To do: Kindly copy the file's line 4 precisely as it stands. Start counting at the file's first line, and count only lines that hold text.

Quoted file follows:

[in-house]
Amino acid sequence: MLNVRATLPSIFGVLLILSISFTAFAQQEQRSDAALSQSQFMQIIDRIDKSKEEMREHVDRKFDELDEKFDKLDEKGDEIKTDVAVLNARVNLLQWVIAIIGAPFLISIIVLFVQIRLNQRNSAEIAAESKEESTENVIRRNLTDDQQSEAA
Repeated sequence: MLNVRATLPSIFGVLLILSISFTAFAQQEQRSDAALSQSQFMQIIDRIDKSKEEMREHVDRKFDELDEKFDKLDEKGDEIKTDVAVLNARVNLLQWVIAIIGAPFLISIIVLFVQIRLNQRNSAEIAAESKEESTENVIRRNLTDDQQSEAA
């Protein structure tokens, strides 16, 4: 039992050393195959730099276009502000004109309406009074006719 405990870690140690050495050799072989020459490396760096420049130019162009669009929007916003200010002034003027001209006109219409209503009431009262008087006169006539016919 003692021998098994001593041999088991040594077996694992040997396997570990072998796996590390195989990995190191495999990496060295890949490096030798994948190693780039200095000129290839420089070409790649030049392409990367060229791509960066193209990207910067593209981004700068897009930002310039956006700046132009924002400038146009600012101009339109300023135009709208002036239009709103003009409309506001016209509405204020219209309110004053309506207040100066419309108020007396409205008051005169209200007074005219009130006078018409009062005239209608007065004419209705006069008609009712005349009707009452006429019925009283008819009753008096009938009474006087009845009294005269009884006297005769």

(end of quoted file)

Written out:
């Protein structure tokens, strides 16, 4: 039992050393195959730099276009502000004109309406009074006719 405990870690140690050495050799072989020459490396760096420049130019162009669009929007916003200010002034003027001209006109219409209503009431009262008087006169006539016919 003692021998098994001593041999088991040594077996694992040997396997570990072998796996590390195989990995190191495999990496060295890949490096030798994948190693780039200095000129290839420089070409790649030049392409990367060229791509960066193209990207910067593209981004700068897009930002310039956006700046132009924002400038146009600012101009339109300023135009709208002036239009709103003009409309506001016209509405204020219209309110004053309506207040100066419309108020007396409205008051005169209200007074005219009130006078018409009062005239209608007065004419209705006069008609009712005349009707009452006429019925009283008819009753008096009938009474006087009845009294005269009884006297005769």